Name:  Kate Boston

Position:  PhD student

Research School of Earth Sciences

The Australian National University

Area of study:  Geochronology

Project:  Allanite and monazite geochronology of the Lepontine Alps, Switzerland

What does that mean?

Geochronology is concerned with the timing of certain geologic events, as well as the rate of processes involved.

My project is focussed on the Lepontine Alps in southern Switzerland.  The European Alpine chain was formed from the collision of Africa and Europe (plus any islands, some ocean floor and continental ribbons that got in the way).  Towards the end of the mountain building phase (orogenesis) there was a heating event in the Lepontine Alps.  The new temperature and pressure conditions at that time caused the rocks to recrystallise (what geologists call metamorphism).

This area has been studied for over a century, but some pretty major questions remain:  when and for how long did the rocks undergo metamorphism?  How long did it last?  Did it happen at the same time across all of the Lepontine Alps?  Was it the result of one heating event, or were there multiple heat pulses?  Where did the heat come from?

The minerals allanite and monazite are ‘datable minerals’ – minerals that incorporate uranium and thorium when they crystallise.  Because uranium and thorium decay to lead (and we know the rate at which the decay happens), we can find the age of the minerals from uranium-lead and thorium-lead ratios.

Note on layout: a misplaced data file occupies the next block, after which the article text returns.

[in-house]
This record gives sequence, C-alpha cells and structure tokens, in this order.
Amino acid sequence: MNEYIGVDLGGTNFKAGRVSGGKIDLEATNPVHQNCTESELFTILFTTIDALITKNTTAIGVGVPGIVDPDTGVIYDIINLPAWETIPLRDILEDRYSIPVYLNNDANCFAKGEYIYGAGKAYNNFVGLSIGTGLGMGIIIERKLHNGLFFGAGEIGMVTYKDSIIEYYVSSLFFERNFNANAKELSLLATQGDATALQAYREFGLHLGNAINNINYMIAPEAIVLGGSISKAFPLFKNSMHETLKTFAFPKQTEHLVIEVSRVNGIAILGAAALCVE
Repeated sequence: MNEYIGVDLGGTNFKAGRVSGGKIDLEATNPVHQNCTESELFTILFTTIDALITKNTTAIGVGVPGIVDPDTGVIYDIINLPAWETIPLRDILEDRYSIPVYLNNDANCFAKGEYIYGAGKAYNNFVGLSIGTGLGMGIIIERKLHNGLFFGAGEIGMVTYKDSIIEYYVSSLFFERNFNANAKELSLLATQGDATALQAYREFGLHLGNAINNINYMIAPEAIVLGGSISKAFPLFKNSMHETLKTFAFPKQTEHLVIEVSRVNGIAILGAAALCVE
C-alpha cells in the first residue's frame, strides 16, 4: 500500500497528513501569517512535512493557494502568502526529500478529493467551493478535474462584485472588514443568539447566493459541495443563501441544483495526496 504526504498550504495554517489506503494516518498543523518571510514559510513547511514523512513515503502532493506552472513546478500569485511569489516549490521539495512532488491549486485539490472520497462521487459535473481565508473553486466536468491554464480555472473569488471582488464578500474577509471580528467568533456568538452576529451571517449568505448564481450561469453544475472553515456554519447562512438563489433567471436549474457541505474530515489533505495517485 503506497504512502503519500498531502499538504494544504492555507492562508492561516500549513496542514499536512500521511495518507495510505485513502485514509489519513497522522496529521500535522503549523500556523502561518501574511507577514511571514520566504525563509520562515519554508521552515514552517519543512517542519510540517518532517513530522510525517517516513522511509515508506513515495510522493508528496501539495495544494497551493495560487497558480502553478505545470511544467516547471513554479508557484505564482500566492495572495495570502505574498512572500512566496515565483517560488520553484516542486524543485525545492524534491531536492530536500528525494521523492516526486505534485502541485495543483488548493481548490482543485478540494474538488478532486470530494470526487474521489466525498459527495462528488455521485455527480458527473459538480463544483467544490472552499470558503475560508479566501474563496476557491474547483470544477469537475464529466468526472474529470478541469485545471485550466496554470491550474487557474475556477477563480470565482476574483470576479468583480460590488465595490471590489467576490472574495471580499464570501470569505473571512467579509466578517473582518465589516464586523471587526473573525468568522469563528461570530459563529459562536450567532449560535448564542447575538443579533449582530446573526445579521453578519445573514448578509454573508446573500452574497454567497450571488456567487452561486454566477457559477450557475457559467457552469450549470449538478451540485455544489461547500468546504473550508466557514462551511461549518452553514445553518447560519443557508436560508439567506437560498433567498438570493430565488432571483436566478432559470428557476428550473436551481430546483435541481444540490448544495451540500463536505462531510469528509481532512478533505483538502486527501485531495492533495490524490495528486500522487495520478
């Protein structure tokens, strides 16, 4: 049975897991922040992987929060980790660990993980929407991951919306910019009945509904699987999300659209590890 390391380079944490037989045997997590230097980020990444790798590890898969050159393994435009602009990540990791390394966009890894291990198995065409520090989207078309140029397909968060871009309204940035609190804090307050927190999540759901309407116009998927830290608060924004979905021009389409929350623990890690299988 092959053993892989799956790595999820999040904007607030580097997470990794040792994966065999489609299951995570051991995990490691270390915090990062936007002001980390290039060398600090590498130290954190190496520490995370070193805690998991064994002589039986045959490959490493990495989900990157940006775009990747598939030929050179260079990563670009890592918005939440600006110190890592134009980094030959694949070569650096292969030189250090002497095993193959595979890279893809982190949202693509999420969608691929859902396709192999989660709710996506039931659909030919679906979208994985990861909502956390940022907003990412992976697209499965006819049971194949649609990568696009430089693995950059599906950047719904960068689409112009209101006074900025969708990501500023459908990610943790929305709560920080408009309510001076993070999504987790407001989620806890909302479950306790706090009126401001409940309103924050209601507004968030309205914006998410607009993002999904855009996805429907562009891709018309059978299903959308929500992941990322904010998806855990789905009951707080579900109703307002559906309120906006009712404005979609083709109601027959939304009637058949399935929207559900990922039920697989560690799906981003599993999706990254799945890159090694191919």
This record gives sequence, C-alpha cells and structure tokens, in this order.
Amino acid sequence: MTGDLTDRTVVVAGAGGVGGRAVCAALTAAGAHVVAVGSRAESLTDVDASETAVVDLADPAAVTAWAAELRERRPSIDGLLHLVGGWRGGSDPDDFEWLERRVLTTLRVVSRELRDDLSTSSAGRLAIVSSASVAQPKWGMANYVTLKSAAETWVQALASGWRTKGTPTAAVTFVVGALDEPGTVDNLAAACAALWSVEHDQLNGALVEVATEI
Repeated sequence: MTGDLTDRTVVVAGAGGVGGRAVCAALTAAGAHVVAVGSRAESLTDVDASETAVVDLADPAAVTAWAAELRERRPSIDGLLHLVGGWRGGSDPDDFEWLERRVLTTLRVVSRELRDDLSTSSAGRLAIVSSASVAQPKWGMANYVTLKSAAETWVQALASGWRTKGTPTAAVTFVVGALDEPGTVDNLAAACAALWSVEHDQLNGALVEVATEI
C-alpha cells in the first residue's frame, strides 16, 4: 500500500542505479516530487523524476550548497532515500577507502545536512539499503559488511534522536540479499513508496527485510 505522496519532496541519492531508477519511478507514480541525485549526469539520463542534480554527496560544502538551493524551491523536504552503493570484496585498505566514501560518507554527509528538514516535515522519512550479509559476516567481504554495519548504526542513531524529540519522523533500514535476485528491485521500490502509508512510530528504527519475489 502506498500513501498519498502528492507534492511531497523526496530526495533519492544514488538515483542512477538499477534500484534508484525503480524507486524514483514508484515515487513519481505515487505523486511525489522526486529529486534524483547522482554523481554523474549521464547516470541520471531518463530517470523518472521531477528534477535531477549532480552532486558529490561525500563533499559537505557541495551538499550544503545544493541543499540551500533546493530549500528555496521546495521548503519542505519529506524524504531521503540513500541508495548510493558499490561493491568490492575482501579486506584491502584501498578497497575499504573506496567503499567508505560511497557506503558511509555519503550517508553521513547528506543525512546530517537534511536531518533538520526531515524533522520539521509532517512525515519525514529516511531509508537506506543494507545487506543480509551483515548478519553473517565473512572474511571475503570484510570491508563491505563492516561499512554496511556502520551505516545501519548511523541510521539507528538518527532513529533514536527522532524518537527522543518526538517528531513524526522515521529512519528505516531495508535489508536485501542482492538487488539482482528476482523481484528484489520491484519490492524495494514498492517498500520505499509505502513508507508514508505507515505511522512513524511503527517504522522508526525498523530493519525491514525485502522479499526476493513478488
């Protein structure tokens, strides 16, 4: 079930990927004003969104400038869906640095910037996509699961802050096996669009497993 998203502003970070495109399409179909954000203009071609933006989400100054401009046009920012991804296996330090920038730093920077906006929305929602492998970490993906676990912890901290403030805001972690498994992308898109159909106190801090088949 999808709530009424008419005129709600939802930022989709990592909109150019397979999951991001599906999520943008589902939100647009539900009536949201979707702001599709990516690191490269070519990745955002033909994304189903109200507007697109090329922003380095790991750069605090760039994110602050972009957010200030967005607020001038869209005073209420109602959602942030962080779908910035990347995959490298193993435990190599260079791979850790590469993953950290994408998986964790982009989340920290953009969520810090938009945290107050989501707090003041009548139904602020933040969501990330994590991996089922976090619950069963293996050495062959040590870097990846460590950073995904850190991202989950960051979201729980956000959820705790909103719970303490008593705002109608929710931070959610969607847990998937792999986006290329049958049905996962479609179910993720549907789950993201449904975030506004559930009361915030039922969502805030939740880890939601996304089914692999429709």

How did I get here?

When I started my undergrad degree at the ANU I thought I wanted to do medicine or vet science.  Then I discovered that I hate biology.   I had to rethink my degree a little.  I heard that the field trips for geology courses were awesome and that I should give it a go.  So I did.  I got hooked.

After my honours year my supervisor proposed a PhD project involving field work in Switzerland.  I couldn’t say no.  Hiking in the Alps and calling it “work” – priceless.

Where will I go?

Who knows?!  Before a few years ago I never thought I’d be remotely interested in geology.  I never thought I’d end up doing a PhD either.  I honestly don’t know if I’ll stay in academia or go into industry.  Or do something entirely different.  Like lion taming